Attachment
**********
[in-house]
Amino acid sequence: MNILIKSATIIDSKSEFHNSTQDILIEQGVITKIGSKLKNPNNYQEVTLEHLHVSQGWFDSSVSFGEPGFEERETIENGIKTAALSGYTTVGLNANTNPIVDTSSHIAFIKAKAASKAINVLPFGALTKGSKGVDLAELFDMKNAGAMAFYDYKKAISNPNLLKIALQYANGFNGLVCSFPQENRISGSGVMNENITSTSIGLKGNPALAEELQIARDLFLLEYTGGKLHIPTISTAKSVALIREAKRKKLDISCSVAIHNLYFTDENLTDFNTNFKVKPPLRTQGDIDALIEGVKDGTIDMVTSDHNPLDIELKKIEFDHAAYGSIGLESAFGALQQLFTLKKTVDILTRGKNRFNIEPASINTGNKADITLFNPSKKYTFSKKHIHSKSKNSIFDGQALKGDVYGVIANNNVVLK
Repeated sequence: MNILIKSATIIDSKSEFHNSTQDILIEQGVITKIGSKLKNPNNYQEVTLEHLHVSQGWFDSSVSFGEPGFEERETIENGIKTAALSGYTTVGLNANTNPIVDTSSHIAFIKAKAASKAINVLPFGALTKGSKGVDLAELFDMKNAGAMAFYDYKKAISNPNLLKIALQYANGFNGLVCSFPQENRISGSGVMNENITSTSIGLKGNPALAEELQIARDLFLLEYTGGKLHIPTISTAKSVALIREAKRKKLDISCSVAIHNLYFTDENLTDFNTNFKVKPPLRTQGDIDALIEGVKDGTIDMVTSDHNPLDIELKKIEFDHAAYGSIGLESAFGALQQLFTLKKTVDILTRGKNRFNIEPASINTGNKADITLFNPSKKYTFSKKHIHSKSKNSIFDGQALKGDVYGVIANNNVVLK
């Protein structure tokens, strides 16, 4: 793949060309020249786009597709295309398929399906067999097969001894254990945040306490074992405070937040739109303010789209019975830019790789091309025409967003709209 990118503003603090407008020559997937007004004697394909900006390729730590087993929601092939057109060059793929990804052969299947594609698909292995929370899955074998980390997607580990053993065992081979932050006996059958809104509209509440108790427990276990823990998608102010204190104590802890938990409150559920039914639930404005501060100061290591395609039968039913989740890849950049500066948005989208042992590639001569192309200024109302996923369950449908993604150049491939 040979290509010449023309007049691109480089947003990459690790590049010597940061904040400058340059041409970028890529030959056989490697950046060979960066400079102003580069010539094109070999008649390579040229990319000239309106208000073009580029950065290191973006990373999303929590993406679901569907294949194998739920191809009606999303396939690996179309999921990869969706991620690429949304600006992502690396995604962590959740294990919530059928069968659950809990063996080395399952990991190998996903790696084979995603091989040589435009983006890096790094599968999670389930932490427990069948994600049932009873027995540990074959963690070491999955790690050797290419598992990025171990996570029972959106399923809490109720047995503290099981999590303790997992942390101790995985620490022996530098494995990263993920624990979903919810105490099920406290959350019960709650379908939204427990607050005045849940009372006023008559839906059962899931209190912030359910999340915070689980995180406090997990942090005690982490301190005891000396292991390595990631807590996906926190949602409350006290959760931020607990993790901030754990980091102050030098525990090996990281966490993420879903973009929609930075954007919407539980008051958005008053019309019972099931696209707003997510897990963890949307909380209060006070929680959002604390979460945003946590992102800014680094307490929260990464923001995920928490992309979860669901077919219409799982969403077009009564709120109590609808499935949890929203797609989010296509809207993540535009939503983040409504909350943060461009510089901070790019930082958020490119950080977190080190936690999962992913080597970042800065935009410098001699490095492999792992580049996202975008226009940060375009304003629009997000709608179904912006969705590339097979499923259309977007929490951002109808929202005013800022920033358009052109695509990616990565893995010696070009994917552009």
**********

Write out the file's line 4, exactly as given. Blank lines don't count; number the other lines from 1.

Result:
């Protein structure tokens, strides 16, 4: 793949060309020249786009597709295309398929399906067999097969001894254990945040306490074992405070937040739109303010789209019975830019790789091309025409967003709209 990118503003603090407008020559997937007004004697394909900006390729730590087993929601092939057109060059793929990804052969299947594609698909292995929370899955074998980390997607580990053993065992081979932050006996059958809104509209509440108790427990276990823990998608102010204190104590802890938990409150559920039914639930404005501060100061290591395609039968039913989740890849950049500066948005989208042992590639001569192309200024109302996923369950449908993604150049491939 040979290509010449023309007049691109480089947003990459690790590049010597940061904040400058340059041409970028890529030959056989490697950046060979960066400079102003580069010539094109070999008649390579040229990319000239309106208000073009580029950065290191973006990373999303929590993406679901569907294949194998739920191809009606999303396939690996179309999921990869969706991620690429949304600006992502690396995604962590959740294990919530059928069968659950809990063996080395399952990991190998996903790696084979995603091989040589435009983006890096790094599968999670389930932490427990069948994600049932009873027995540990074959963690070491999955790690050797290419598992990025171990996570029972959106399923809490109720047995503290099981999590303790997992942390101790995985620490022996530098494995990263993920624990979903919810105490099920406290959350019960709650379908939204427990607050005045849940009372006023008559839906059962899931209190912030359910999340915070689980995180406090997990942090005690982490301190005891000396292991390595990631807590996906926190949602409350006290959760931020607990993790901030754990980091102050030098525990090996990281966490993420879903973009929609930075954007919407539980008051958005008053019309019972099931696209707003997510897990963890949307909380209060006070929680959002604390979460945003946590992102800014680094307490929260990464923001995920928490992309979860669901077919219409799982969403077009009564709120109590609808499935949890929203797609989010296509809207993540535009939503983040409504909350943060461009510089901070790019930082958020490119950080977190080190936690999962992913080597970042800065935009410098001699490095492999792992580049996202975008226009940060375009304003629009997000709608179904912006969705590339097979499923259309977007929490951002109808929202005013800022920033358009052109695509990616990565893995010696070009994917552009």